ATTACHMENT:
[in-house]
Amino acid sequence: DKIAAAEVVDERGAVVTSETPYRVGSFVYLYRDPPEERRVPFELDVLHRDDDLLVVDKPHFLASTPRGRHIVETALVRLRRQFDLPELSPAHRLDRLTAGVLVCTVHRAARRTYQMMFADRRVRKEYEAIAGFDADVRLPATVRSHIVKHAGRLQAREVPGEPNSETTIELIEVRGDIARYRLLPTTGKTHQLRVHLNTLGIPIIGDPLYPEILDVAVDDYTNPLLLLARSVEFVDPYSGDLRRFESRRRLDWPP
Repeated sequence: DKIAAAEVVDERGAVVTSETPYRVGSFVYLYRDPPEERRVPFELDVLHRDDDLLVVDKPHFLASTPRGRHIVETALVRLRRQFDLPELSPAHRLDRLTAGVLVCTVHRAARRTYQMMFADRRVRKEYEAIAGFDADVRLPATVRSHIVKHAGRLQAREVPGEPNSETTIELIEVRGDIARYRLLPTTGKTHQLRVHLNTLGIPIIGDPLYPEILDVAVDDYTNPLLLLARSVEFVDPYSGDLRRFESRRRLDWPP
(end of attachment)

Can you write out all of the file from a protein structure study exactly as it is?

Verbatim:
[in-house]
Amino acid sequence: DKIAAAEVVDERGAVVTSETPYRVGSFVYLYRDPPEERRVPFELDVLHRDDDLLVVDKPHFLASTPRGRHIVETALVRLRRQFDLPELSPAHRLDRLTAGVLVCTVHRAARRTYQMMFADRRVRKEYEAIAGFDADVRLPATVRSHIVKHAGRLQAREVPGEPNSETTIELIEVRGDIARYRLLPTTGKTHQLRVHLNTLGIPIIGDPLYPEILDVAVDDYTNPLLLLARSVEFVDPYSGDLRRFESRRRLDWPP
Repeated sequence: DKIAAAEVVDERGAVVTSETPYRVGSFVYLYRDPPEERRVPFELDVLHRDDDLLVVDKPHFLASTPRGRHIVETALVRLRRQFDLPELSPAHRLDRLTAGVLVCTVHRAARRTYQMMFADRRVRKEYEAIAGFDADVRLPATVRSHIVKHAGRLQAREVPGEPNSETTIELIEVRGDIARYRLLPTTGKTHQLRVHLNTLGIPIIGDPLYPEILDVAVDDYTNPLLLLARSVEFVDPYSGDLRRFESRRRLDWPP